UPDATE: Well that was quick.
Within 5-10 minutes of this article being posted, the videos in question have been taken down by YouTube:
Here's another (grainy) screencap from one of the videos, entitled "Slam Dunk."
YouTube consistently takes down content that it deems inappropriate for various reasons. They outline specific guidelines in their Terms of Service that give them the right to remove content at their sole discretion. They also have a Community Guidelines page that gives tips about certain types of content and explains whether or not it qualifies as acceptable material to be showcased on the site.
It's common knowledge that YouTube frowns upon nudity. Right? Point number one on the community guidelines page says this:
YouTube is not for pornography or sexually explicit content. If this describes your video, even if it's a video of yourself, don't post it on YouTube.
We all know that real pornography and most all nudity is not allowed on the site. Any video claiming to feature "Hot Hot Sex" or "Blake Lively Nude" will always be a joke and/or spammy video filled with links to other websites.
So why does Playboy's Morning Show Channel have clips of topless girls playing basketball?
Playboy's Morning Show is broadcast on Sirius satellite radio and as would be expected, often times features mature content. Now, nudity doesn't bother me in any way, shape or form. And I'm certainly no spoilsport. But I have to wonder why these videos are allowed to be on YouTube?
Looking deeper at the community guideline tips, you find a specific section on "Sex and Nudity." Let's take a look:
Most nudity is not allowed, particularly if it is in a sexual context. Generally if a video is intended to be sexually provocative, it is less likely to be acceptable for YouTube. There are exceptions for some educational, documentary, scientific, and artistic content, but only if that is the sole purpose of the video and it is not gratuitously graphic. For example, a documentary on breast cancer would be appropriate, but posting clips out of context from the documentary might not be.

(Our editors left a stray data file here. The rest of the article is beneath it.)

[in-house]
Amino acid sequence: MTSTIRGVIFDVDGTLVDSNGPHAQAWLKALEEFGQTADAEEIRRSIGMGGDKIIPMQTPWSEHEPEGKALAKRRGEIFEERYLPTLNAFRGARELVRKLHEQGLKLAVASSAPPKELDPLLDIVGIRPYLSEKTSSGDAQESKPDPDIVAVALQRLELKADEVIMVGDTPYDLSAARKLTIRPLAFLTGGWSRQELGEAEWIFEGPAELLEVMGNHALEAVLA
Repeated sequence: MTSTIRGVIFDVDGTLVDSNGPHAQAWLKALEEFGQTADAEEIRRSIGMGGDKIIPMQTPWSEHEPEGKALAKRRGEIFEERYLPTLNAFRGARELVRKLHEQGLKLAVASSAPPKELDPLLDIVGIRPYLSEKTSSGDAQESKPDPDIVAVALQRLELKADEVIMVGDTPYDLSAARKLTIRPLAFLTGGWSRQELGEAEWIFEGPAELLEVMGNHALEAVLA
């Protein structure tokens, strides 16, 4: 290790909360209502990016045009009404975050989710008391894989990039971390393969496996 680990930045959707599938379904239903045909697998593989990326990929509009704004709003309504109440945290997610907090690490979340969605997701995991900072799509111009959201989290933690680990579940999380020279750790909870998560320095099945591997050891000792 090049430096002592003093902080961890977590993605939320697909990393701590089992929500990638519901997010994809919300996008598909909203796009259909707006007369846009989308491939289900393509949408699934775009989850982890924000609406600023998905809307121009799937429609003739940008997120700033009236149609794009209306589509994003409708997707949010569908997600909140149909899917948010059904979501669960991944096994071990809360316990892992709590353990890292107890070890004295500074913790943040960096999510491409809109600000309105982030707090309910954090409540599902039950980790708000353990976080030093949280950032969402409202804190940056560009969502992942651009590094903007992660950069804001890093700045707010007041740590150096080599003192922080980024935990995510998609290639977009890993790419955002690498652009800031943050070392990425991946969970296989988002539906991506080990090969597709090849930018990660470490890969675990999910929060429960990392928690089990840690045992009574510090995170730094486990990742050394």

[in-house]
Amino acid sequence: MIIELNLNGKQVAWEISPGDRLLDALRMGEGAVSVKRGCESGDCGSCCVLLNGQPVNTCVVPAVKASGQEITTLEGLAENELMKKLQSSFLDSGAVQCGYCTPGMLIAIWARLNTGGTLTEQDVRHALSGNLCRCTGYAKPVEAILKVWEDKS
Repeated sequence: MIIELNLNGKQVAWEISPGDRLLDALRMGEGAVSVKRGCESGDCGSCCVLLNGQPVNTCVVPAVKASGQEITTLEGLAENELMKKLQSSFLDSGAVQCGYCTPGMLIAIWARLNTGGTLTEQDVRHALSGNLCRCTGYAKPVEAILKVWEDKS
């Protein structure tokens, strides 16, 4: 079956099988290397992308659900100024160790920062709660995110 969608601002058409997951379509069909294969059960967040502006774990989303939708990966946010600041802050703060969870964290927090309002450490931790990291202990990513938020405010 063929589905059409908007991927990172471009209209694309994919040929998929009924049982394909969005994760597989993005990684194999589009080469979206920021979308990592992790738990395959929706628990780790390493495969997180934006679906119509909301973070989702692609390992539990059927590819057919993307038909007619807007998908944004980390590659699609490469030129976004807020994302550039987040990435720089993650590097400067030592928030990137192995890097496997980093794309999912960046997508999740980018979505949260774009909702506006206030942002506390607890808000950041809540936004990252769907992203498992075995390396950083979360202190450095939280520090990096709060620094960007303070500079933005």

Ok, there are exceptions. That's why there are tons of how-to breast exam videos on the site. Understandable. Let's see if the "Machine Gun Titays" or "Slam Dunk" videos fall into any of these exception categories. Educational? Not really. Documentary? Like National Geographic? Scientific? Probably not, this picture is kind of grainy. Artistic? I guess the argument could be made, but c'mon.
I'm pretty sure bouncing boobies slam dunking a tiny hoops goal is closer to "gratuitously graphic."
Another point about these videos - they are accessible without signing in, therefore bypassing the "mature content warning" that YouTube places on some questionable videos. (Note, this video pictured below that requires a sign in contains no nudity, but some definite near-nudity)
Of course, kids can lie about their age and say they are 18 - that's not news. So YouTube's sign-in safeguard isn't going to prevent most young kids from watching mature content if they really want to do so. But it is strange that the two Playboy show videos in question can be accessed without said log-in. The Playboy Morning Show's Twitter account even tweeted a link to the video, which naturally doesn't require a log-in:
And it's not like these videos were posted minutes ago and YouTube simply hasn't had time to react. The two videos in question were posted 2 and 5 days ago, respectively.
Let me reiterate how not upset I am about nudity on YouTube - not in the slightest. I'm just saying that if I put a video of my girlfriend playing naked basketball on the site, it probably wouldn't last 5 days. What gives?
Recently, YouTube came under fire for banning a video from the group Mercy for Animals that shows hidden camera footage of workers at a slaughterhouse mistreating calves. It's some brutal stuff. They eventually reinstated the video. YouTube does have a specific policy on shocking and disturbing videos, even making reference of slaughter houses:
If a video is particularly graphic or disturbing, it should be balanced with additional context and information. For instance, including a clip from a slaughter house in a video on factory farming may be appropriate. However, stringing together unrelated and gruesome clips of animals being slaughtered in a video may be considered gratuitous if its purpose is to shock rather than illustrate
Maybe YouTube hasn't noticed the Playboy videos yet. Maybe they have and believe it falls under one of their nudity exception rules. Either way, the common knowledge that stuff like that isn't allowed on YouTube looks busted as of right now.